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Drug patents - Omnia mutantur, nihil interit.
February 21st, 2005
12:24 am
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Drug patents

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From:papertygre
Date:February 21st, 2005 07:09 am (UTC)
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Charging a less-developed country less money for the same product seems like a valid instance of price discrimination, one that I think doesn't necessarily undermine the integrity of the patents on the drugs. If the drug company sells N units of drugs (each costing X dollars to make) at price Y > X in first-world countries, and 0 units of drugs in third world countries because the third-world countries can't pay price Y, then drug company could still make more money and also win accolades for its humanitarian efforts by selling M additional units of drugs at price Z (Y > Z > X) to the third-world countries. The main practical problem would be, as you point out, reimportation.

However, I'm not convinced that drug research is special when it comes to patents, or that drug research wouldn't get done if there weren't any. Currently, private drug research is very expensive, but a more open source and less proprietary model might still allow profitable drug development, though in perhaps a more incremental way. There are also the various alternative funding models that have been proposed for other kinds of intellectual work, such as completion bonds, mass pledges held in escrow, etc.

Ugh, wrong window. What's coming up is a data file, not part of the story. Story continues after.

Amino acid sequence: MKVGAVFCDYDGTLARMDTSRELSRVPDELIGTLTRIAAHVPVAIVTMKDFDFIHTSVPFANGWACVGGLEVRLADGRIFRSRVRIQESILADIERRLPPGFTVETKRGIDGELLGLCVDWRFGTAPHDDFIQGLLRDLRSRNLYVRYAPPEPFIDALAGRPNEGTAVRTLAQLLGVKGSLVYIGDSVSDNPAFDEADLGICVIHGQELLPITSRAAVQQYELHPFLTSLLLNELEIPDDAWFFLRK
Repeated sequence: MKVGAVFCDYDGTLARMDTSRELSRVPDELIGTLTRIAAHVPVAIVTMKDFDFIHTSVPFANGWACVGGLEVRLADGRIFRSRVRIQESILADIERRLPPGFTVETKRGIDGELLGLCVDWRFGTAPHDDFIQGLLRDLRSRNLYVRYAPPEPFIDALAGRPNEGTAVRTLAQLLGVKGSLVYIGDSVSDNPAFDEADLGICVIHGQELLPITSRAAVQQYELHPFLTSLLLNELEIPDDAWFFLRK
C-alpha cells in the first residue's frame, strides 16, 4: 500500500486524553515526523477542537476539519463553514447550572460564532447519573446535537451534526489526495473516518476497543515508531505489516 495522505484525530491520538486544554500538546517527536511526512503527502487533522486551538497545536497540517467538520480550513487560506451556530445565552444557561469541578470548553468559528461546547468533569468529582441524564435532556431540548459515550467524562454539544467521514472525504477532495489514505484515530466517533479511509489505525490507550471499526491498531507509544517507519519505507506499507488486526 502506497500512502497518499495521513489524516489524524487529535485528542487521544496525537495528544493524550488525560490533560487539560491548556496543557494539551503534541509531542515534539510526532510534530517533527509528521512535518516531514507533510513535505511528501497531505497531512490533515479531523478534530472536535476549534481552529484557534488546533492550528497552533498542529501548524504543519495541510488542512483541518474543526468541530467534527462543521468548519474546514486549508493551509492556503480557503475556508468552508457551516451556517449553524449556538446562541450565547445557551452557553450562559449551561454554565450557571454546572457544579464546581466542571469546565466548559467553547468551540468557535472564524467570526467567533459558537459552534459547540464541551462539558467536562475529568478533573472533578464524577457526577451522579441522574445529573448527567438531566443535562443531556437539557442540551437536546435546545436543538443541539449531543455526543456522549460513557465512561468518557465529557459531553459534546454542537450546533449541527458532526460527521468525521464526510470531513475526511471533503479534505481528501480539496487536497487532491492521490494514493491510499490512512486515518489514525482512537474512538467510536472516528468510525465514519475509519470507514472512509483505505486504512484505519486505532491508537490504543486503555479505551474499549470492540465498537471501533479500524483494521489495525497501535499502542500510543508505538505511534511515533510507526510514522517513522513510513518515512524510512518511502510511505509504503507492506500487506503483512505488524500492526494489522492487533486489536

Odd coincidence, there was recently a discussion on patents in libertarianism, where the poster took a stance quite similar to yours.
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From:kenoubi
Date:February 22nd, 2005 01:29 am (UTC)
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However, I'm not convinced that drug research is special when it comes to patents, or that drug research wouldn't get done if there weren't any. Currently, private drug research is very expensive, but a more open source and less proprietary model might still allow profitable drug development, though in perhaps a more incremental way.

I'm not 100% convinced that drug research is special either, but I've seen quite a few people claiming that it is, and I find it plausible because the most valuable drugs are not variants of existing drugs (which might have fewer or different side effects, but are generally pretty similar) but brand new drugs, and it's incredibly hard to predict how the development of a brand new drug will go. Basically, I meant to take “drug patents encourage the development of new drugs more than the lack thereof would” as an axiom relative to the arguments I was making here.

There are also the various alternative funding models that have been proposed for other kinds of intellectual work, such as completion bonds, mass pledges held in escrow, etc.

One thing to note is that those funding models can be implemented under a system with patents, although of course if the patents grant an unfair advantage to a different development arrangement (namely, the current proprietary model) then they won't work.

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